Change Resistance and Turbulence
The late 1950’s and early 1960’s saw the rise of a new science – chaos theory. Chaos looks at the potential of systems to become chaotic, i.e., random and unpredictable. One of the most memorable products of the science is the colourful, psychedelic images (fractals) that it was once quite common to see. Some of the early chaos theorists were interested in understanding the dynamics of turbulence in fluids – the potential for liquids and gases to behave unpredictably and randomly under certain conditions.
Since its beginnings in the ‘hard’ sciences, some people have sought to apply chaos theory to the social sciences, with limited success. It is interesting to consider here, however, the concept of turbulence as it applies to organisations undergoing change, and to observe the difference between resistance to change and turbulence during the change process.
First, let’s consider resistance. Why do people resist change? Common answers to this question go something like this: resistance occurs if you don’t adequately explain the reasons for the change; people resist change if it is forced upon them; people resist change if it’s unpopular; people resist change if they think it’s a passing fad, etc., etc. What is the common thread in these explanations? These explanations and others like them look outside the person for the cause of resistance: other people are forcing the change, other people don’t want it, or other people are not committed to it. Resistance is seen as a person’s response to external pressures.
Of course, people do respond to their environment. However, people are capable of more than response, and there are other places to look for the origins of resistance. We believe that resistance is closely related to change readiness. Change readiness consists of a set of psychological capacities and certain kinds of stories (both described in detail in our book, ‘People Get Ready’). These capacities and stories originate from within people – they are not merely responses to outside stimuli but expressions of a person’s internal capacity and how they apply that capacity. Resistance is not primarily a response but an expression.
How is resistance related to change readiness? People may resist a positive change because they lack change readiness (i.e., the capacity to effectively negotiate the change process). They may not even initially resist the change – they may think it’s a good idea, but resistance may later arise if they struggle with the actual change process. On the other hand, people may resist a potentially harmful change for the very reason that they are ready for change (i.e., they have the capacities and stories). The insight that enables them to discriminate between positive and negative change helps them to navigate through change. The point is, resistance arises from within the person as their capacity and personal narratives interact with the change process.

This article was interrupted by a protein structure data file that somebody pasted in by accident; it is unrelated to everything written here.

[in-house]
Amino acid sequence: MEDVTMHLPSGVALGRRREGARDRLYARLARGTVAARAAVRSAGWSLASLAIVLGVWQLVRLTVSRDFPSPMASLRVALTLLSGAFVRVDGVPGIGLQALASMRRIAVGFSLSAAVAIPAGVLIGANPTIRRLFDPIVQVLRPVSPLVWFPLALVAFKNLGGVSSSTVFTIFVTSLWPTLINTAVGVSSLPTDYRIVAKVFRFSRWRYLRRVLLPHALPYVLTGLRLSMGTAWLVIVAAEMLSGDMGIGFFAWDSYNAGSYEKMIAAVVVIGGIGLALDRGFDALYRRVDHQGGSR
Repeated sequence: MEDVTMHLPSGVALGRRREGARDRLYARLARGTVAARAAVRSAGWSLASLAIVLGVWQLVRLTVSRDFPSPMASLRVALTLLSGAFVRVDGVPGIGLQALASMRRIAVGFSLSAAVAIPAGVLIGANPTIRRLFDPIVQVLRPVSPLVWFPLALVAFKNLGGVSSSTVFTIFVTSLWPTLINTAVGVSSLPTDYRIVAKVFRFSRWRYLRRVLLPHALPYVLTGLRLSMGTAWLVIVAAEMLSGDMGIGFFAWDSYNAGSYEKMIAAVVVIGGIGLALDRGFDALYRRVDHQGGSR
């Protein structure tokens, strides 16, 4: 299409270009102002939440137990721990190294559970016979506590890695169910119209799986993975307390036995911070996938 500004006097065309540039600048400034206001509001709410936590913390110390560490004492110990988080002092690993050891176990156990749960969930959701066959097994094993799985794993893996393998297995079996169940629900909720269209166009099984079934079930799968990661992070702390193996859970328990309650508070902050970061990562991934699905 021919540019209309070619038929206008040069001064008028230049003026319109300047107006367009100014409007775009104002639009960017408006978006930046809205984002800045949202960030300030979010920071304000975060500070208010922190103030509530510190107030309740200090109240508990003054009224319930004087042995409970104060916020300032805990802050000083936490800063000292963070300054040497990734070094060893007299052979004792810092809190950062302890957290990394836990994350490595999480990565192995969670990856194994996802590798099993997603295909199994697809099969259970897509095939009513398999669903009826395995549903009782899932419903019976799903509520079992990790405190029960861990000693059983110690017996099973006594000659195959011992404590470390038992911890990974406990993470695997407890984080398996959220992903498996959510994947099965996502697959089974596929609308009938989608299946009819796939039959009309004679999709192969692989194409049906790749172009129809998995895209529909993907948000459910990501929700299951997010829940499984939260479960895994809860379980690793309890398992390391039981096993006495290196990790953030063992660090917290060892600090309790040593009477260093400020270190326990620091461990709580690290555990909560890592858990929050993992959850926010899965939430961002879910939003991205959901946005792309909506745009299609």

Now we turn our attention to the concept of turbulence. This term is seldom used in the language of organisational change. However, the way it is used here establishes it as a different concept to resistance. Whilst resistance arises from within the person, turbulence arises from within the system during change. Even people who are ready for change do not necessarily like it. Change is often demanding, upsetting, and unsettling. It can cause disturbance within people, between people, and throughout workgroups. This is normal, and this is turbulence. People who don’t resist change can experience turbulence, as can people who do resist change. Turbulence is ‘noise’ within the system – wake caused by the change process.
Turbulence should be managed, and its effects minimised. But you can’t manage change readiness. You can identify it. You can put it to good effect within the change process. You can establish environments where it can flourish and grow. You can provide training.
People with high levels of change readiness are more likely to lead change than manage it. Redequip specialises in change readiness. We have the knowledge, skills, and tools to help you minimise resistance and maximise readiness. Why not talk to us today?
Published on 26th March 2012